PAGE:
I'm just guessing here as I  don't have external springs, but if you pull the types down onto the spring with a rope/ratchet strap from the handlebar through the wheel to compress the springs, wouldn't the stanchion easily pull up into the top yoke?   

 When I said that ^^, I (obviously) had legs at full stretch and a puller/extractor in mind
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Started building in about 1977/8 a on average '52 A10 -built from bits 'n pieces never resto intended -maybe 'personalised'
Have a '74 850T Moto Guzzi since '92-best thing I ever bought doesn't need a kickstart 'cos it bump starts sooooooooo(mostly) easy
Australia

Online Greybeard

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Re: One tough dude
« Reply #8 on: 03.05. 2017 09:16 »
...mine is an old cap nut with the flats machined off and a length of 10mm studding welded to it.
Ditto
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Offline coater87

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Re: One tough dude
« Reply #9 on: 03.05. 2017 11:25 »
 Nope, right now bike is on a milk crate. It has a swingarm, shocks and a center stand fitted.

 Once I get the stanchions and wheels on, progress can start in earnest. I went with the progressive springs and should get the front buttoned up today maybe.

 After I read about broomstick guy, I envisioned these would basically fall in on the BSA. Glad I made the puller.

 Lee
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Online Greybeard

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Re: One tough dude
« Reply #10 on: 03.05. 2017 11:58 »
After I read about broomstick guy, I envisioned these would basically fall in on the BSA. Glad I made the puller.

UK broomsticks are about three sparrow cocks thicker than the US version.
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Online RichardL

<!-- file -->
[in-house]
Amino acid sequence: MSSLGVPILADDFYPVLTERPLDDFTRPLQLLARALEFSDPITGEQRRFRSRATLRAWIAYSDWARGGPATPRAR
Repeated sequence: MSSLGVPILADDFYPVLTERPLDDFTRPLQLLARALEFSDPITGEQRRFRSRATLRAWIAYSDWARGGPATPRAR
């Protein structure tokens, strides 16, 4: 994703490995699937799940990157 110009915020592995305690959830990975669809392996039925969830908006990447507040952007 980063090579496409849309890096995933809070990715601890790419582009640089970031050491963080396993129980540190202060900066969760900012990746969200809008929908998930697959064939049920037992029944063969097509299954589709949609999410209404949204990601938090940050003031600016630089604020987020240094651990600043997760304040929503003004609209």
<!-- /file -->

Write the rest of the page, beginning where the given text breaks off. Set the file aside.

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Re: One tough dude
« Reply #11 on: 03.05. 2017 12:59 »

... about three sparrow cocks thicker than the US version.

When you open one of those, birds fly out.
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Re: One tough dude
« Reply #12 on: 03.05. 2017 13:10 »
Yep, did'em that way (broom stick) for 20 years. Was given the proper tool a few years back, a lot easier.
cheers
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Offline coater87

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Re: One tough dude
« Reply #13 on: 03.05. 2017 14:13 »
Yep, did'em that way (broom stick) for 20 years. Was given the proper tool a few years back, a lot easier.
cheers

 Something is obviously wrong here. There is no way in hell three guys could pull mine up.

 I am going to stop where I am, and investigate this further. Im thinking my fork shrouds may have the wrong taper, and I am attempting to reshape them the hard way. Or maybe the new hard chrome stanchions are a little odd.

 Worst case is my top yoke is incorrect- which would not surprise  me. I bet when I am done there are not 20 pieces total of the original bike used here and that includes any fasteners. In all honesty, this was a parts bike at best when I started.

 I will keep you informed.

 Lee
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Offline jachenbach

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Re: One tough dude
« Reply #14 on: 03.05. 2017 14:14 »
Last year I needed/wanted to do the A10, Commando, Daytona, and Mountain Cub. For about $60 I bought a kit with fittings to fit (I think) any Brit bike. For years I've made do with other methods/contraptions, but if you have more than one, this is money well spent. When I get my shop in order (just finished moving) I'll find out if it works on the Venom.